https://www.cbsnews.com/news/obesity-report-one-third-of-u-s-adults-are-beyond-overweight/

http://www.onyourmark.nyc/single-post/2016/02/24/Uncounted-Personal-Trainers-in-NYC-Lack-Certification-You-Get-ALL-The-Risk

https://www.menshealth.com/fitness/personal-trainers-2

 

Eating People

Another Reason to Eat Dinner Together!

In today’s society, many families struggle with how to serve healthy meals to their kids, and more importantly, how to get their kids to actually eat them. Part of the problem is that the US culture is always in a rush, and we don’t take as much time as people in other countries to enjoy our food and to enjoy the dining experience.

A new study published in Journal of Pediatric Psychology found that preschoolers made healthier food choices when eating in a happy, pleasant environment. Children tend to have better meal experiences when the interaction with their parents is positive and the atmosphere is supportive and warm.  This is further strengthened when meals are routinized and children are aware of the expectations and can express themselves.

So instead of grabbing something on the go or rushing through dinner, try to eat with your kids in a calm, positive setting. It will benefit your children both physically and emotionally.

Arthritis

Do I Have Arthritis?

This is the question everyone older than forty worries about and no one under 40 thinks they could possibly have. The problem with arthritis is that it is an irreversible disease process that often progresses and gets worse.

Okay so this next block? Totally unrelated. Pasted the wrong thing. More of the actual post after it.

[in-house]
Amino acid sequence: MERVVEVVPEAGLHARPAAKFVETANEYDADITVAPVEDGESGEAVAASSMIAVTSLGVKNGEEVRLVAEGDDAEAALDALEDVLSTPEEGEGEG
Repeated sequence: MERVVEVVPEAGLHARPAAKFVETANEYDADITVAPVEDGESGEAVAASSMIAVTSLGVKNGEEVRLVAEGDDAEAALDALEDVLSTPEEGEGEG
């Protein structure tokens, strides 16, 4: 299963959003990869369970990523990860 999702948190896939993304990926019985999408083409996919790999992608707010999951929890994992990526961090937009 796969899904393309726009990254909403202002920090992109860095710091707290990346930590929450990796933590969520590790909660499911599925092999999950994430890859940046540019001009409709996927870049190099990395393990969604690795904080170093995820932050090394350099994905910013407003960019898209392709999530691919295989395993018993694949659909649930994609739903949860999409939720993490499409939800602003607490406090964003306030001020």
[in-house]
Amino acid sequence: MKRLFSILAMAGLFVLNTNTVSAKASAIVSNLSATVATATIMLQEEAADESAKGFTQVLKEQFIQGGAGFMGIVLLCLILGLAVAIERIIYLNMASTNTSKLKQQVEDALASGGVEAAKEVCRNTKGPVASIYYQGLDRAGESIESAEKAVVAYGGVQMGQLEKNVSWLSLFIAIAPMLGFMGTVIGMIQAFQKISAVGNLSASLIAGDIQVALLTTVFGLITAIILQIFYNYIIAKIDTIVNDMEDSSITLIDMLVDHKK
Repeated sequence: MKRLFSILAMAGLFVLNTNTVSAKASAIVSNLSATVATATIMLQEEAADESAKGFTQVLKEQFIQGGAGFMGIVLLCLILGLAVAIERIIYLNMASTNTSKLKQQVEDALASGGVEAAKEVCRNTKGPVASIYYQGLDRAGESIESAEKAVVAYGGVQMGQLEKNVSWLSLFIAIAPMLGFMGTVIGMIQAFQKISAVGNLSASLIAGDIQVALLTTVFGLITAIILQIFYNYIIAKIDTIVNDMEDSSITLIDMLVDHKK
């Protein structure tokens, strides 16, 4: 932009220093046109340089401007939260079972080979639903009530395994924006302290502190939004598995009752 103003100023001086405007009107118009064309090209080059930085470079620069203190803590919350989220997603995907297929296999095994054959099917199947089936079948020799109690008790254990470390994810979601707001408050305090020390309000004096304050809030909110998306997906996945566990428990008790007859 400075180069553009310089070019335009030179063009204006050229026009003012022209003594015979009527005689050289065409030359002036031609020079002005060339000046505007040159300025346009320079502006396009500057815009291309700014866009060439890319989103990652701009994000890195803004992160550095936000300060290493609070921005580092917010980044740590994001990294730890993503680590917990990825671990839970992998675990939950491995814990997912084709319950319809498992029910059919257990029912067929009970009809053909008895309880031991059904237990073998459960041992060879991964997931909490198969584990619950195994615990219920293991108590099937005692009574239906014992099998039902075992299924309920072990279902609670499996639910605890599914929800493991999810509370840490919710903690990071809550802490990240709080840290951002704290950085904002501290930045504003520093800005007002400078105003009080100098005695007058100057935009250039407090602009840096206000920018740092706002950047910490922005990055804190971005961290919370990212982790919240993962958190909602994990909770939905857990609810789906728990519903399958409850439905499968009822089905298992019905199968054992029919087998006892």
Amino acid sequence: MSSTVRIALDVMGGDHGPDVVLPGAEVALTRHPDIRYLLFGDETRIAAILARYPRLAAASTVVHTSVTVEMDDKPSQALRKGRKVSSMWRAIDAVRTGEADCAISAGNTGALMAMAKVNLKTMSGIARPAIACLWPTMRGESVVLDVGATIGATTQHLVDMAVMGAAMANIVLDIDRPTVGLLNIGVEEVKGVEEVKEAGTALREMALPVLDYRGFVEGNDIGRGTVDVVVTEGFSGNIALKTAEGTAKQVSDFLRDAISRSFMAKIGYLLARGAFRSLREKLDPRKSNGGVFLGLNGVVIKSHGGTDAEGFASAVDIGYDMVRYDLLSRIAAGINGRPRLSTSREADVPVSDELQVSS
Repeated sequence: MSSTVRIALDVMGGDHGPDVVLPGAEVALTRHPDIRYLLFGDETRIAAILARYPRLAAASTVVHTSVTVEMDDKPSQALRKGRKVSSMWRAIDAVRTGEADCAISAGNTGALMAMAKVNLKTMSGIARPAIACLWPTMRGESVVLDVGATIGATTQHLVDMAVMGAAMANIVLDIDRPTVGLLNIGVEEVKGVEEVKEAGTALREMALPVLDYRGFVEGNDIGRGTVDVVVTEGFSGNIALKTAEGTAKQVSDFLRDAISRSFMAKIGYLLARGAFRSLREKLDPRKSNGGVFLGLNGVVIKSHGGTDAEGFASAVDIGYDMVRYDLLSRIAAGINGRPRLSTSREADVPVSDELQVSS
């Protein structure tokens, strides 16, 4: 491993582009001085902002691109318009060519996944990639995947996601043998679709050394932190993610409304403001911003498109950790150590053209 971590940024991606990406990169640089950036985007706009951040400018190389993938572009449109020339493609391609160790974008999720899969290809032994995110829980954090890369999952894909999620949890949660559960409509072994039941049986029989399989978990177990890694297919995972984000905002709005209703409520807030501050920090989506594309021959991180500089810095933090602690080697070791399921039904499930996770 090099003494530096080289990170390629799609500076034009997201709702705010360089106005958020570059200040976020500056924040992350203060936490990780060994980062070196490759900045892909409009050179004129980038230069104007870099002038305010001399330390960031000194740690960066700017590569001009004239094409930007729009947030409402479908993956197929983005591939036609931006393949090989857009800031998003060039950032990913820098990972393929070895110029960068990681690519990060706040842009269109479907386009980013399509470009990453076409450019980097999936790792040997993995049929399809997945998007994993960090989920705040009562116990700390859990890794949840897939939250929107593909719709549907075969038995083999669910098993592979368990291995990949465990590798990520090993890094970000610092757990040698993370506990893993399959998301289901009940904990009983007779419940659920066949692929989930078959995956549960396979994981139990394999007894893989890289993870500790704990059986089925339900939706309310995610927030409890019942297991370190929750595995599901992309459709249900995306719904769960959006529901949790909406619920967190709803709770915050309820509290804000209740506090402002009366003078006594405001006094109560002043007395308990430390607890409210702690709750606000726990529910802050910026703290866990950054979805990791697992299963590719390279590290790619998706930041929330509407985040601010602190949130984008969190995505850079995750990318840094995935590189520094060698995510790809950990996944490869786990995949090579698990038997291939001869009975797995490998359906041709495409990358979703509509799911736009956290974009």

What is arthritis? Arthritis is simply the damage to cartilage in a joint. The cartilage is the smooth white end of the joints that protects the underlying bone and allows your joints move smoothly. The most common joints affected are the knees, the hips and the shoulders. It also occurs commonly in the hand at the base of the thumb. It can occur in all other joints of the body including ankles, wrists, elbows, fingers and toes.

The most common symptom of arthritis is pain; pain with moving and pain when sitting too long. The joint can also swell and be affected by changes in the weather. Many arthritis sufferers feel stiffness in the morning and it starts to loosen up with activity. People with arthritis often feel popping and crunching in their joints.

Preventing arthritis is much better than treating it. Get your weight where it should be because wear and tear from carrying extra weight will cause arthritis. Stretching and strengthening will prevent arthritis. This is especially important for your larger muscle groups like quadriceps and hamstrings. Avoid unnecessary trauma to joints such as from falls or car accidents, but running does not cause damage to joints. Again, studies have shown that running does not cause arthritis.

Treating arthritis is not complicated and orthopedic sports specialists deal with this problem frequently. Therapy can be very effective. A steroid shot is called “a miracle” by many patients. However, the most important aspect of treating arthritis is first confirming that you have the correct diagnosis.

Almost every day I see patients who were told by another doctor that they have arthritis and that they need surgery. However, most people can be improved or even cured without surgery. If you did not have an x-ray, then arthritis has not been confirmed. Popping and swelling is a symptom of arthritis but the only way to know for certain is get an x-ray and have an orthopedist review it with you.

I always recommend getting a second opinion before you go for major surgery such as total knee or total hip replacement. Some surgeons push patients to surgery too quickly. Find an orthopedic doctor you trust and ask questions. Surgery is almost never the first line of treatment.